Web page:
Those numbers sound bad. But they're not exactly death sentences. In 2011, 17.5 percent of Michigan workers belonged to a union, compared to about 11.8 percent nationwide, according to the Bureau of Labor statistics. That comes out to 671,000 total employees on the state's union rolls. A one-tenth drop in that tally would knock it down to 604,000, and trim the overall rate by about 2 percentage points.
In short, a right-to-work law alone isn't going to put the UAW out of business.
UNIONS THAT WORK
It might, however, force big industrial unions to meaningfully grapple with their futures. The reality is that organized labor has been on the decline for reasons that are much bigger than the rules governing whether or not non-members have to pay administrative fees. Automation and offshoring have slashed the number of workers needed on assembly lines in any given factory. Unions have repeatedly failed to crack retail and much of the services industries. Meanwhile, they've developed a national image problem. The Pew Research Center reports that since 2007, public approval for unions has plummeted, so that less than half the country now has a favorable opinion of them. In Michigan this past election cycle, labor tried and failed to pass a constitutional amendment protecting the right to collective bargaining. Perhaps that shouldn't be a surprise: according to the Economic Policy Institute, just one in five of the state's manufacturing workers were even covered by a collective bargaining agreement, down from nearly half in 1983. The labor movement has seen better days there, just like everywhere else.
If unions are going to have any chance of reversing course -- and it's not obvious they can at this point -- they'll need to win back the public and break into markets where they've been effectively shut out. As Reuters reported last year, even the UAW has concluded that its long-term financial future may depend on its ability to organize foreign auto makers such as Toyota that mostly operate factories in right-to-work states. Although the union already bargains on behalf of factory employees in right-to-work Texas, practicing the act of selling itself to workers year in and year out might strengthen it in the long term.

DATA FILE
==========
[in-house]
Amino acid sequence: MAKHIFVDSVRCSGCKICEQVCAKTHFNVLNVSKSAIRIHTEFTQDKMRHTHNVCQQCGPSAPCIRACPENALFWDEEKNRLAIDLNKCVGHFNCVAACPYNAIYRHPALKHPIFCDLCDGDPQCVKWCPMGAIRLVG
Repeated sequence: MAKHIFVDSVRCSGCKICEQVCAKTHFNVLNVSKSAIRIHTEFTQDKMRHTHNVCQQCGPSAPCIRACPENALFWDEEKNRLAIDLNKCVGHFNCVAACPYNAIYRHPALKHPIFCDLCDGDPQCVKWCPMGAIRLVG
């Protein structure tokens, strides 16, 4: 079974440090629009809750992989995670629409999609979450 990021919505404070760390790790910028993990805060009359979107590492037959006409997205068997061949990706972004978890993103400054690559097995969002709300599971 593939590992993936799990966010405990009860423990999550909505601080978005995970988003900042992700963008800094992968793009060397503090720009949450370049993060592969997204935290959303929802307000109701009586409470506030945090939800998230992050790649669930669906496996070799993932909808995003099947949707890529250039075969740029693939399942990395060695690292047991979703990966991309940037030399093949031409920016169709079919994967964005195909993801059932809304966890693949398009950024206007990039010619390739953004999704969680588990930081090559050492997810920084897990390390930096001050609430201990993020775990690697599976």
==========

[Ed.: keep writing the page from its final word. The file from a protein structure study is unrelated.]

Some, such as Rich Yeselson at The American Prospect, are worried that unions will fold before they'll learn to adapt. "Most local unions today are logistically and, often, intellectually, atrophied," he writes. As a result, they rely on the fact that workers are automatically required to pay union fees "just to function at a reasonably high level. The medicine may make them weaker, but to take them off it immediately could be fatal."
But the reality is that local unions won't be going cold turkey. The effects of right-to-work laws appear to unfold gradually and at the margins. Their dues paying members won't vanish overnight. And if the spread of these statutes ultimately forces unions to make the case for themselves more effectively, it may go some ways toward restoring the public's decayed trust in them.
What's transpired in Michigan is a political defeat for organized labor. But a knockout punch, it is not. If it rouses more unions out of their comfort zone and forces them to adapt themselves to the world we now live in, it may well turn out to be a blessing in disguise.